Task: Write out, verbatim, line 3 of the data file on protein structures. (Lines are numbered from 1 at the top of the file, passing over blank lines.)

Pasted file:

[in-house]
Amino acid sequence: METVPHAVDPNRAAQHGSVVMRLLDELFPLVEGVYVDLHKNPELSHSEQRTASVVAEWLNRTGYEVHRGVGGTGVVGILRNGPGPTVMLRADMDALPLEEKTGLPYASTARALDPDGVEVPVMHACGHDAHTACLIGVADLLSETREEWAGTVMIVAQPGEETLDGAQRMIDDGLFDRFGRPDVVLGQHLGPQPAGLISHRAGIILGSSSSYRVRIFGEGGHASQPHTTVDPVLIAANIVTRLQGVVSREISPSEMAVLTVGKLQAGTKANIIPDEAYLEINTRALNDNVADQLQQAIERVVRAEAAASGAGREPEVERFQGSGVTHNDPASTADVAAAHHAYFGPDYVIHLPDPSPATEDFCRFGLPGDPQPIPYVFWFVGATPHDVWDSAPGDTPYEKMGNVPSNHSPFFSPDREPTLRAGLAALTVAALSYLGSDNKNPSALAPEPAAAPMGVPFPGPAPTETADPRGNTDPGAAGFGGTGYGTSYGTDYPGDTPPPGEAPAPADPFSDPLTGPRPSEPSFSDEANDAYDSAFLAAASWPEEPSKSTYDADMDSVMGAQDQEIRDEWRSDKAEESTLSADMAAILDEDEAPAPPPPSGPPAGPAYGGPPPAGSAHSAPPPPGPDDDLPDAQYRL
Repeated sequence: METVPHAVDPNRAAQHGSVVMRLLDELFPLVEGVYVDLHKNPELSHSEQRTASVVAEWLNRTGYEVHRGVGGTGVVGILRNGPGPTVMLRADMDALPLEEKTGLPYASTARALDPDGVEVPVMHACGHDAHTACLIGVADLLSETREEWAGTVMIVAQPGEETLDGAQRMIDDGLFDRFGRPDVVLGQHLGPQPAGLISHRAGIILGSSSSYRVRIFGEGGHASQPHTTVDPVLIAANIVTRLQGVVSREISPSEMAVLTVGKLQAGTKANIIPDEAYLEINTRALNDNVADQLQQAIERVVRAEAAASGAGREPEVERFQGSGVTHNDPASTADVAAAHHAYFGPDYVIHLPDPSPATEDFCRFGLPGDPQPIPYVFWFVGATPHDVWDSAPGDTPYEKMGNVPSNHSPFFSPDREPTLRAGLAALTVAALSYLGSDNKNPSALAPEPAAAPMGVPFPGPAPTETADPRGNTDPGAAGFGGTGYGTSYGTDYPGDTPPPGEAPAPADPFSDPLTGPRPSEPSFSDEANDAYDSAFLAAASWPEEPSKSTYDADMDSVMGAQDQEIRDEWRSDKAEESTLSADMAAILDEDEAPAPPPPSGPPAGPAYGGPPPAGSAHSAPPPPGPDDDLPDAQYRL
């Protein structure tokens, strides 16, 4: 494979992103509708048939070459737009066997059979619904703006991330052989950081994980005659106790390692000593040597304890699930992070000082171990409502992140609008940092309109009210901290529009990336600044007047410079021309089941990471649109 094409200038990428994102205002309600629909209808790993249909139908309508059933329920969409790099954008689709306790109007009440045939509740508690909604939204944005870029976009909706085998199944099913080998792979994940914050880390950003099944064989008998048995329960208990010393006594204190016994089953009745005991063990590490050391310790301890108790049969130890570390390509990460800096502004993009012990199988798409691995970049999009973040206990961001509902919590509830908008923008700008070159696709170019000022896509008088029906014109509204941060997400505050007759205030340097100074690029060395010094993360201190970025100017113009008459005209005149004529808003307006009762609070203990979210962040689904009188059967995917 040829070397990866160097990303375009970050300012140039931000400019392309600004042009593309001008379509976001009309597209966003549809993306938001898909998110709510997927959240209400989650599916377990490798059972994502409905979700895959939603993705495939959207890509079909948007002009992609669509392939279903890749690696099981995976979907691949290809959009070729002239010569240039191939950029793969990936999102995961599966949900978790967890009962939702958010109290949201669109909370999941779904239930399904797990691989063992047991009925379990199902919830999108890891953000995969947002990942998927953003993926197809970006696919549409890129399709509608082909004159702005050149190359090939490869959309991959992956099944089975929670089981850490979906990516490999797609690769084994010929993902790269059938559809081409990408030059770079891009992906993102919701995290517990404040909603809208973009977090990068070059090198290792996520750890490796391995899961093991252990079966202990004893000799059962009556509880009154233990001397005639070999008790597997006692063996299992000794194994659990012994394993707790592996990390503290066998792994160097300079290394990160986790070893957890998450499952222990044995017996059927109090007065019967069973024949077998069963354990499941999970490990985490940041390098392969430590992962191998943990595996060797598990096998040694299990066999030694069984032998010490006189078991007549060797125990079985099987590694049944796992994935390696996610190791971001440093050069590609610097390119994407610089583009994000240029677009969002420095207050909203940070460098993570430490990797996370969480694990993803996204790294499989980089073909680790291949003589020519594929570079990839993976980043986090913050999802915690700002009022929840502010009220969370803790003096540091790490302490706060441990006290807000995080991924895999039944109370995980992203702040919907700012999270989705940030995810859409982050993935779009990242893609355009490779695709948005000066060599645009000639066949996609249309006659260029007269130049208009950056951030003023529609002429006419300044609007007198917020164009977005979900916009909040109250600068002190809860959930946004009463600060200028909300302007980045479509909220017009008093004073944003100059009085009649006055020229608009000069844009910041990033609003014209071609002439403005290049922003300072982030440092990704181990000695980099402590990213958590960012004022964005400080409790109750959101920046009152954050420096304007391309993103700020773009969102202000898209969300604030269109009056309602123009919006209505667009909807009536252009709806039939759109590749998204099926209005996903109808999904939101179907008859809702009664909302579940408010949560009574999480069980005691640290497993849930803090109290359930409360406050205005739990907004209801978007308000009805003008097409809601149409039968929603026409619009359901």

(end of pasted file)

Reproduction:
Repeated sequence: METVPHAVDPNRAAQHGSVVMRLLDELFPLVEGVYVDLHKNPELSHSEQRTASVVAEWLNRTGYEVHRGVGGTGVVGILRNGPGPTVMLRADMDALPLEEKTGLPYASTARALDPDGVEVPVMHACGHDAHTACLIGVADLLSETREEWAGTVMIVAQPGEETLDGAQRMIDDGLFDRFGRPDVVLGQHLGPQPAGLISHRAGIILGSSSSYRVRIFGEGGHASQPHTTVDPVLIAANIVTRLQGVVSREISPSEMAVLTVGKLQAGTKANIIPDEAYLEINTRALNDNVADQLQQAIERVVRAEAAASGAGREPEVERFQGSGVTHNDPASTADVAAAHHAYFGPDYVIHLPDPSPATEDFCRFGLPGDPQPIPYVFWFVGATPHDVWDSAPGDTPYEKMGNVPSNHSPFFSPDREPTLRAGLAALTVAALSYLGSDNKNPSALAPEPAAAPMGVPFPGPAPTETADPRGNTDPGAAGFGGTGYGTSYGTDYPGDTPPPGEAPAPADPFSDPLTGPRPSEPSFSDEANDAYDSAFLAAASWPEEPSKSTYDADMDSVMGAQDQEIRDEWRSDKAEESTLSADMAAILDEDEAPAPPPPSGPPAGPAYGGPPPAGSAHSAPPPPGPDDDLPDAQYRL